Two UWS Subway Stations Slated to Get Elevators Under MTA Capital Plan


Photo by Jim Henderson.

The MTA is planning to add more elevators to 70 subway stations under its 2020-2024 capital plan, and two local stations are on the list.

The B-C stations at 96th Street and 81st Street would both receive elevators under the plan, which was approved by the MTA board in September.

The New York subway system is among the least accessible transit systems in the country, with elevators in about one-quarter of subway stations. Activists have called for a rapid expansion of elevator service, which would improve the lives of everybody struggling to navigate the system, from people using wheelchairs to parents with strollers. The MTA’s prior station enhancement projects on the Upper West Side have failed to add elevator service.

It’s not clear when the elevator projects will start, or if they’ll be completed by 2024 — though that’s the MTA’s goal.

NEWS | 25 comments | permalink
    1. Juan says:

      Great news. Though I have no idea how they will get an elevator to the lower, downtown level of these stations.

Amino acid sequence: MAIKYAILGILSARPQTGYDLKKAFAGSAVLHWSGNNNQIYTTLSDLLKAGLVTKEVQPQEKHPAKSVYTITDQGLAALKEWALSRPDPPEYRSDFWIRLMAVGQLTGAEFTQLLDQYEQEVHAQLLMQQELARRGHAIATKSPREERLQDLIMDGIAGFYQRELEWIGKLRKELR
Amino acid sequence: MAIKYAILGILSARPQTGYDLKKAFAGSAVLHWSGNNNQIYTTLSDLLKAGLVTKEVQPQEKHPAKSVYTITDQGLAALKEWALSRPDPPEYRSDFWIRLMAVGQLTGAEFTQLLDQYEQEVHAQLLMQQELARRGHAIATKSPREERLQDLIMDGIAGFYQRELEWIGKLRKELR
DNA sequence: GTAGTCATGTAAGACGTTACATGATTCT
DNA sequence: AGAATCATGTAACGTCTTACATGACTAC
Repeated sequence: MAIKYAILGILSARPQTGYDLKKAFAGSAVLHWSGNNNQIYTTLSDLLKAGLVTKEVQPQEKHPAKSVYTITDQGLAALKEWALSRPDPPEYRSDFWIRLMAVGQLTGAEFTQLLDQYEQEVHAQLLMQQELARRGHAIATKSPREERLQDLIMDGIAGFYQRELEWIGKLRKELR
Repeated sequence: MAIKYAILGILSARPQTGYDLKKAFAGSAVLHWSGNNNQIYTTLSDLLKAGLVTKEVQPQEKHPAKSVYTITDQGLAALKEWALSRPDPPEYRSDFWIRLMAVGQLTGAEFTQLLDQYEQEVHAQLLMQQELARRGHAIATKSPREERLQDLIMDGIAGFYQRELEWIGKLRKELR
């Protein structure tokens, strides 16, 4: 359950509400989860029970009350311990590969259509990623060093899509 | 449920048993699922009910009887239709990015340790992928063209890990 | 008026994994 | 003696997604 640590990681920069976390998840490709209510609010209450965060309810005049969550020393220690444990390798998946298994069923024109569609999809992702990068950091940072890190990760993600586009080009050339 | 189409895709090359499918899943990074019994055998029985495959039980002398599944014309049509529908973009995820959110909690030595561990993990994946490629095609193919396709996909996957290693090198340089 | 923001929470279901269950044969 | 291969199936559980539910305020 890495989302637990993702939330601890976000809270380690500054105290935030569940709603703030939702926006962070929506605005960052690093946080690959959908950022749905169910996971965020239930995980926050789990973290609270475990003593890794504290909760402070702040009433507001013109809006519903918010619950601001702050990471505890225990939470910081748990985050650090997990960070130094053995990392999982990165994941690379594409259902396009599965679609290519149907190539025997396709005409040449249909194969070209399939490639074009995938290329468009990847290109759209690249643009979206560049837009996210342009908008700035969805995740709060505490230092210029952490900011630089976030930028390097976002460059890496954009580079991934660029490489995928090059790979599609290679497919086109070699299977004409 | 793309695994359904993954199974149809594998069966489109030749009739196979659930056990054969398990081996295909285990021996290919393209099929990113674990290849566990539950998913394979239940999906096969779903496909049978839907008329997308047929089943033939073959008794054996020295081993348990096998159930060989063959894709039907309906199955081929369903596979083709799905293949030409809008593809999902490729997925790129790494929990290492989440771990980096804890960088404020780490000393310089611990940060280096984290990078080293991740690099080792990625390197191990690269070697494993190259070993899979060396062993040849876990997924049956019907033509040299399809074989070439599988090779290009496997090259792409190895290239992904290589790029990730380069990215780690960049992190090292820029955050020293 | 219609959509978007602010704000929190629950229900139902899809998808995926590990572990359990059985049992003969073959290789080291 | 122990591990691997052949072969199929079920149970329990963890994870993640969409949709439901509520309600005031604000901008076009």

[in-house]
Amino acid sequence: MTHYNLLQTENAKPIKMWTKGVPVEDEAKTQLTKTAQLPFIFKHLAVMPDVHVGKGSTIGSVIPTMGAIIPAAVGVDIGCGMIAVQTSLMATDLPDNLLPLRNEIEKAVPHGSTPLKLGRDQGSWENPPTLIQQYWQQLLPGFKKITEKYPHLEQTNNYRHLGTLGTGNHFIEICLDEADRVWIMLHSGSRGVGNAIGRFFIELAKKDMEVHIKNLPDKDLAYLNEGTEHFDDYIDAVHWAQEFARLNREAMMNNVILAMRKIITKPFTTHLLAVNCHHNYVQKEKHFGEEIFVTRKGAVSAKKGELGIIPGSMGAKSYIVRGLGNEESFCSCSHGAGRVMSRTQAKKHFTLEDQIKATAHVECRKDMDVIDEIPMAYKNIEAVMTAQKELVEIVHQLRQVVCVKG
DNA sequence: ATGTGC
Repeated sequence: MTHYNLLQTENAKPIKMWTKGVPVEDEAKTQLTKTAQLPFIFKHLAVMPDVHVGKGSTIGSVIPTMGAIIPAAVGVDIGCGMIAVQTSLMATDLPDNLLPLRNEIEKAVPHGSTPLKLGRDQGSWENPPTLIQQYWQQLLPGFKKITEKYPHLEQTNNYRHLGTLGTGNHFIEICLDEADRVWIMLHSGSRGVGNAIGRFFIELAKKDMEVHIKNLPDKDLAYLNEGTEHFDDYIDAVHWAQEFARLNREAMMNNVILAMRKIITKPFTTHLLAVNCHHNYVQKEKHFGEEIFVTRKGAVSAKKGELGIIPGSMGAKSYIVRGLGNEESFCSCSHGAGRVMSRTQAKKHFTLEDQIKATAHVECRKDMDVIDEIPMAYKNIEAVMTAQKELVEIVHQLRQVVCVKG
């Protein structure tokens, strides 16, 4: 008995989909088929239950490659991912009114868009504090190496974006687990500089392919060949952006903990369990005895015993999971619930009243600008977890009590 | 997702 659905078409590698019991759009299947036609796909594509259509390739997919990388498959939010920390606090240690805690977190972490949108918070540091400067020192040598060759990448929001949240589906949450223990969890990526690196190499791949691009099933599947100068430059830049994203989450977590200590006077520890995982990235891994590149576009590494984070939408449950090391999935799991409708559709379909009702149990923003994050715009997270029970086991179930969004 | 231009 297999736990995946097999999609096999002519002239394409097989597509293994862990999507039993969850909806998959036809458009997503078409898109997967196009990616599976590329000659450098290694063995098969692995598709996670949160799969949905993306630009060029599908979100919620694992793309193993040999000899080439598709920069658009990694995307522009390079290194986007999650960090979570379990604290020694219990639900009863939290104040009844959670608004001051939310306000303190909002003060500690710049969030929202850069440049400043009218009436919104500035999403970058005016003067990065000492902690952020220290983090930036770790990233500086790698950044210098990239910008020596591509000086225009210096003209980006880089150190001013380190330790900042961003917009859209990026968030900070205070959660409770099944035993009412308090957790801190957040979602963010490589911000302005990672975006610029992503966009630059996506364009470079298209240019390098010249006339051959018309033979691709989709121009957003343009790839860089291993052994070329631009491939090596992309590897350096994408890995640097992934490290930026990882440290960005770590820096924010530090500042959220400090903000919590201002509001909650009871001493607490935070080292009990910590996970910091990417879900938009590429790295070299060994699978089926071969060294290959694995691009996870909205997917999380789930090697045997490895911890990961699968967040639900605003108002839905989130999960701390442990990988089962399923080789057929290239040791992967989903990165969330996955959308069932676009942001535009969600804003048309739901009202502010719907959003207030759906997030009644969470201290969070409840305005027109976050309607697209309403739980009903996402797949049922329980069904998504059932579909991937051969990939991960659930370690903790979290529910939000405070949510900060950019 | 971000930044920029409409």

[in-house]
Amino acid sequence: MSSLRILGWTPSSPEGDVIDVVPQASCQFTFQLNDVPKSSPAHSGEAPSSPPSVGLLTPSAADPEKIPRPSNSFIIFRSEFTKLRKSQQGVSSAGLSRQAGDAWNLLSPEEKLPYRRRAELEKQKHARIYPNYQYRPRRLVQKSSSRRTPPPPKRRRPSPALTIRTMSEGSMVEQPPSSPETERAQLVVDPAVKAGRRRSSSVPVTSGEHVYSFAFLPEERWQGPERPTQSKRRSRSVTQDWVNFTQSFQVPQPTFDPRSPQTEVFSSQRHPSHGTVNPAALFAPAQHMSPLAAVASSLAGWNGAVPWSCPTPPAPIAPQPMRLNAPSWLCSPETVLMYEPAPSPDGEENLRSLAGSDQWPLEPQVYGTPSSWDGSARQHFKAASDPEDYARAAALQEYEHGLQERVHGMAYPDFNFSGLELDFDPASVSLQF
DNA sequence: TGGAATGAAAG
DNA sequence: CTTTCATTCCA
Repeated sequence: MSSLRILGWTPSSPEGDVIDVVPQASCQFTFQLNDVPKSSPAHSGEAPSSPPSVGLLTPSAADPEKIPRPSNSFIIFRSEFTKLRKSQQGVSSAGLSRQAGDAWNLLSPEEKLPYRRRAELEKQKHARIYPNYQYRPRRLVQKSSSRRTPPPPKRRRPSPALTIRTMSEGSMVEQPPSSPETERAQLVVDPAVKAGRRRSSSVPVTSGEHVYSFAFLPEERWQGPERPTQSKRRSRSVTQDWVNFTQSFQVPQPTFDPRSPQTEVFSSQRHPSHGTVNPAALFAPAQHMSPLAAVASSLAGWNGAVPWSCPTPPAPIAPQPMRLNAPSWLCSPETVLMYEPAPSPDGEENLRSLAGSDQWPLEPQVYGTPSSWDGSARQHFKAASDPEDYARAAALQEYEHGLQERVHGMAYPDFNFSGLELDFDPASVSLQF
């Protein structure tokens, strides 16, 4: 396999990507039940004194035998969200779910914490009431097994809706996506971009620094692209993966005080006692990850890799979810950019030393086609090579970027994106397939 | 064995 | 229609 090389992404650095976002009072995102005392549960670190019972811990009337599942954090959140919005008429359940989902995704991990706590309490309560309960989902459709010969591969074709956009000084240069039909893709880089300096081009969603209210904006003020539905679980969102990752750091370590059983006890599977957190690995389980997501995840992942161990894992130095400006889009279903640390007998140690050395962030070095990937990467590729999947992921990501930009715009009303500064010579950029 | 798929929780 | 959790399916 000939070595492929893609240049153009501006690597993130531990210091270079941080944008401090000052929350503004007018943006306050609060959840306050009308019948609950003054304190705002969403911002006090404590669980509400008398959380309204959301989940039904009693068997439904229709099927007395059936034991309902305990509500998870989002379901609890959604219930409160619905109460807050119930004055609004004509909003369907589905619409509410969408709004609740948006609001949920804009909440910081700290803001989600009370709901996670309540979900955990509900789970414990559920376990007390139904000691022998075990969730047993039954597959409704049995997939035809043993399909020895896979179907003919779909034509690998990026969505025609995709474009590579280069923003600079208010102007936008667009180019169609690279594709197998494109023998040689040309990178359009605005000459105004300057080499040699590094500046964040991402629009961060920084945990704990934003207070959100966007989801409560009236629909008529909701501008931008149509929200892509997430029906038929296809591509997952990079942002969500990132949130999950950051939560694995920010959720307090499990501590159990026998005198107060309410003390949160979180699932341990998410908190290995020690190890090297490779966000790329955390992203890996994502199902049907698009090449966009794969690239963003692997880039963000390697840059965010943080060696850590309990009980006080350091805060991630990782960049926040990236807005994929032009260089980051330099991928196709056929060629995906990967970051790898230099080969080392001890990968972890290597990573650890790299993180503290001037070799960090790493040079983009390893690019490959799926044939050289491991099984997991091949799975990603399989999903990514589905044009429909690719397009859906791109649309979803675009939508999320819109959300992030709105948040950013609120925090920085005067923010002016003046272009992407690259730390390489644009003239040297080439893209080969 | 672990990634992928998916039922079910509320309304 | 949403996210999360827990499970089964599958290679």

• Sol Mann says:

        They won’t. They’ll have you take the 96th to 168th, and transfer to the downtown line there.

      • Dr JayJay says:

        why does that seem like such a feat to you? they’ll be 1 stop at -1 and another stop at -2. it’s actually ideally set up for lift service. the tunnel will just bore down through both levels.

    2. Glen says:

      G-d have mercy, can’t they at least add another stairway exit at the north end of the Uptown #1 train at 86th Street!

    3. Rob G. says:

      Awesome news about the 96th Street stop, especially since the Children’s Museum is moving to that block. This will be great for moms with strollers.

    4. B.B. says:

      Have said previously B/C station at 81st is best candidate for elevator. It is huge station with front access at planetarium which one assumes is where proposed elevator will go.

      It cannot happen at north end of station as the Beresford already has surrendered all the real estate it intends for subway egress.

    5. Christine E says:

      Remember that during the previous recent renovation, MTA said it was physically impossible to add elevators? And now it’s not?? I think they are not really doing this either. It is just blowing smoke to placate those holding them to ADA requirements. I hope they prove me wrong.

      • Gus says:

        I was thinking the EXACT same thing but wondered if my memory was failing. It simply couldn’t be done for the millions and millions they spent on 4(?) stations

    6. Eln says: